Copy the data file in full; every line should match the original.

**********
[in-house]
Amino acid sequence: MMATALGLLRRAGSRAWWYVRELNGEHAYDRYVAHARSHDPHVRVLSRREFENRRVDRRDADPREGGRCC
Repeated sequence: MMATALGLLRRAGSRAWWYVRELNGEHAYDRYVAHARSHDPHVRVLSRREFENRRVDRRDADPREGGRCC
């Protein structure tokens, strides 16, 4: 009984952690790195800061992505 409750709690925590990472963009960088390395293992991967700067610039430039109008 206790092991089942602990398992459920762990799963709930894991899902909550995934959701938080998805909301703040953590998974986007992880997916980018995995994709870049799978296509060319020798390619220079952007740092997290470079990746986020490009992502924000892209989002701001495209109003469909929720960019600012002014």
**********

[in-house]
Amino acid sequence: MMATALGLLRRAGSRAWWYVRELNGEHAYDRYVAHARSHDPHVRVLSRREFENRRVDRRDADPREGGRCC
Repeated sequence: MMATALGLLRRAGSRAWWYVRELNGEHAYDRYVAHARSHDPHVRVLSRREFENRRVDRRDADPREGGRCC
């Protein structure tokens, strides 16, 4: 009984952690790195800061992505 409750709690925590990472963009960088390395293992991967700067610039430039109008 206790092991089942602990398992459920762990799963709930894991899902909550995934959701938080998805909301703040953590998974986007992880997916980018995995994709870049799978296509060319020798390619220079952007740092997290470079990746986020490009992502924000892209989002701001495209109003469909929720960019600012002014």